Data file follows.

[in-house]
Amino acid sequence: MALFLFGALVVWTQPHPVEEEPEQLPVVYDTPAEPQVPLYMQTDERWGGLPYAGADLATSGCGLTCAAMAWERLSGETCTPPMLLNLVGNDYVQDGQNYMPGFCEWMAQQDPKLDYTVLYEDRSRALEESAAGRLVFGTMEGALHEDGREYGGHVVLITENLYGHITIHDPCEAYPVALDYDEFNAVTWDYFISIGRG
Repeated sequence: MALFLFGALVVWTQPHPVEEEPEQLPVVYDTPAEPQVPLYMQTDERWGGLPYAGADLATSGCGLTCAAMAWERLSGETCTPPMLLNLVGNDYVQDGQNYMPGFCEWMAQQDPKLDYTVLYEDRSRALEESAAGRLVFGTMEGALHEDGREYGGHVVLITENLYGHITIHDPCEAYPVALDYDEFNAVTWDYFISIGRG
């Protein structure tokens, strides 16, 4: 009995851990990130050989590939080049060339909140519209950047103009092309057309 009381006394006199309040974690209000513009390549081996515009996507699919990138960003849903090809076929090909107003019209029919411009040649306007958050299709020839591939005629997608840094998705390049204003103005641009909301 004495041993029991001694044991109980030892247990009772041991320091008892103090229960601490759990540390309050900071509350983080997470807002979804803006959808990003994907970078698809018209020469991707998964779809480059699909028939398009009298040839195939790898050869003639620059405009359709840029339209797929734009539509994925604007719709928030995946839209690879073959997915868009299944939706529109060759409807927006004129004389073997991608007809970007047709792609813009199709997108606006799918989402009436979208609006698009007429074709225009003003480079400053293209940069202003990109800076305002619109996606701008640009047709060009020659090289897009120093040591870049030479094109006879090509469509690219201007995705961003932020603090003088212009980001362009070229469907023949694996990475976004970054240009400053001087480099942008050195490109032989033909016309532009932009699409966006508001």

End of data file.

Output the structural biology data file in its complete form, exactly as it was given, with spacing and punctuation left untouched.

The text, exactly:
[in-house]
Amino acid sequence: MALFLFGALVVWTQPHPVEEEPEQLPVVYDTPAEPQVPLYMQTDERWGGLPYAGADLATSGCGLTCAAMAWERLSGETCTPPMLLNLVGNDYVQDGQNYMPGFCEWMAQQDPKLDYTVLYEDRSRALEESAAGRLVFGTMEGALHEDGREYGGHVVLITENLYGHITIHDPCEAYPVALDYDEFNAVTWDYFISIGRG
Repeated sequence: MALFLFGALVVWTQPHPVEEEPEQLPVVYDTPAEPQVPLYMQTDERWGGLPYAGADLATSGCGLTCAAMAWERLSGETCTPPMLLNLVGNDYVQDGQNYMPGFCEWMAQQDPKLDYTVLYEDRSRALEESAAGRLVFGTMEGALHEDGREYGGHVVLITENLYGHITIHDPCEAYPVALDYDEFNAVTWDYFISIGRG
């Protein structure tokens, strides 16, 4: 009995851990990130050989590939080049060339909140519209950047103009092309057309 009381006394006199309040974690209000513009390549081996515009996507699919990138960003849903090809076929090909107003019209029919411009040649306007958050299709020839591939005629997608840094998705390049204003103005641009909301 004495041993029991001694044991109980030892247990009772041991320091008892103090229960601490759990540390309050900071509350983080997470807002979804803006959808990003994907970078698809018209020469991707998964779809480059699909028939398009009298040839195939790898050869003639620059405009359709840029339209797929734009539509994925604007719709928030995946839209690879073959997915868009299944939706529109060759409807927006004129004389073997991608007809970007047709792609813009199709997108606006799918989402009436979208609006698009007429074709225009003003480079400053293209940069202003990109800076305002619109996606701008640009047709060009020659090289897009120093040591870049030479094109006879090509469509690219201007995705961003932020603090003088212009980001362009070229469907023949694996990475976004970054240009400053001087480099942008050195490109032989033909016309532009932009699409966006508001």